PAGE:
Data Protection Appliances are better than PBBAs (video)

Too many folks categorize every blinky-light box that can be part of a data protection solution as a "Purpose Built Backup Appliance" or PBBA. But the market isn't just a bunch of apples with an orange or two mixed in, data protection appliances (DPAs) can be apples, oranges, bananas, or cherries -- but if you lump them all together, all you have is a fruit salad.

So, let's reset the term to understand the market:

  • "Backup" alone isn't enough -- so call the all-encompassing category what it should be delivering = "Data Protection"
  • And there isn't just one kind of appliance, there are at least four:
    • (real) Backup Appliances
    • Storage / Deduplication Appliances
    • Cloud-Gateway Appliances
    • Failover Appliances

Check out this video to see how I look at Data Protection Appliances or skip to the Video Transcript:

As always, thanks for watching.

Video Transcript

Data protection appliances are better than purpose-built backup appliances

Most folks have heard the phrase purpose-built backup appliance or PBBA. PBBA is something of an industry standardized term to talk about those appliances that are built for backups … but the problem is that way too many folks throw any kind of blinky-light box that can help with backups into the PBBA category – and that doesn’t help customers, partners, vendors, or industry influencers.

The way some people look at PBBAs in one bucket isn’t just a bunch of apples and an orange or two – its apples, oranges, bananas, and cherries … a whole fruit salad. And then some folks want to compare apples to oranges! Really ???

In general, the PBBA term is a little goofy because when one buys an IT appliance, one expects that appliance to do a job. So, to talk about a “backup appliance,” one would expect it to DO backups … but many don’t. Many are deduplication targets, which are awesome – but they don’t DO backups, they make backups better.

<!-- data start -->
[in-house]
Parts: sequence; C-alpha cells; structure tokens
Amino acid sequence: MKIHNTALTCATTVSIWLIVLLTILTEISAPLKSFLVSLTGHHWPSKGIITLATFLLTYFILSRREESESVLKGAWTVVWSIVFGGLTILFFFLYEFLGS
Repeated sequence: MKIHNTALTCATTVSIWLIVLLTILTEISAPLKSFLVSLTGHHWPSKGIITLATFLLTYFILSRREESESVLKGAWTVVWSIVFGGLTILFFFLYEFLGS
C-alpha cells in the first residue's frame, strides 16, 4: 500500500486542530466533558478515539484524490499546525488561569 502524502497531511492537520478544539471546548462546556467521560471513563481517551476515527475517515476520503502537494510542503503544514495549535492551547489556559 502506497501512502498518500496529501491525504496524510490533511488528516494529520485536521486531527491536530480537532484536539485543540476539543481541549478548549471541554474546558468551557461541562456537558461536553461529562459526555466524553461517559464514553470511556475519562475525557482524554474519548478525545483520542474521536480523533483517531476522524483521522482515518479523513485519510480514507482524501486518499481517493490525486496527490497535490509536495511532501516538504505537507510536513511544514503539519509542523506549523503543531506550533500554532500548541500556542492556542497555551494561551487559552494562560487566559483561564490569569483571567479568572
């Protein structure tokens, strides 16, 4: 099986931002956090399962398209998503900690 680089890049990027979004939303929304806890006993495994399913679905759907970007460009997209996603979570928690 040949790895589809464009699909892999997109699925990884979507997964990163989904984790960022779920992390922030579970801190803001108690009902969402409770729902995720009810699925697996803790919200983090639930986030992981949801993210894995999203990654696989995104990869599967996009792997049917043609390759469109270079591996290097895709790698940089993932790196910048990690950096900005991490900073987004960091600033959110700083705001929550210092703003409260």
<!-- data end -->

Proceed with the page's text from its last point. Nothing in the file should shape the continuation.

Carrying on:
So let’s clean it up a bit … from my perspective, there are at least four kinds of data protection appliances (DPAs):

(Real) Backup appliances are “turnkey” solution appliances that include the backup software engine, as well as some amount of storage capacity. The solution is completely contained within the device itself.

Storage/deduplication appliances do not include the backup software engine, but they do offer capacity, typically with compression or deduplication capabilities. A storage appliance must be paired with backup or archive software, or written to directly from a production workload via some other data mover technology. Storage/deduplication appliances are all about adding efficiency to whatever other data protection solution that you are using.

Gateway appliances provide "local access" to remote/cloud storage, but again do not include the backup software nor the complete amount of storage being presented. It may include some amount of short-term cache for buffering or recent points-in-time restores. I like gateways, because they make “cloud” transparently part of the solution anywhere where disk solutions can play. The trick there is performance, which means that good gateways will need some kind of magic pixie fairy dust to ensure that the WAN doesn’t get in the way.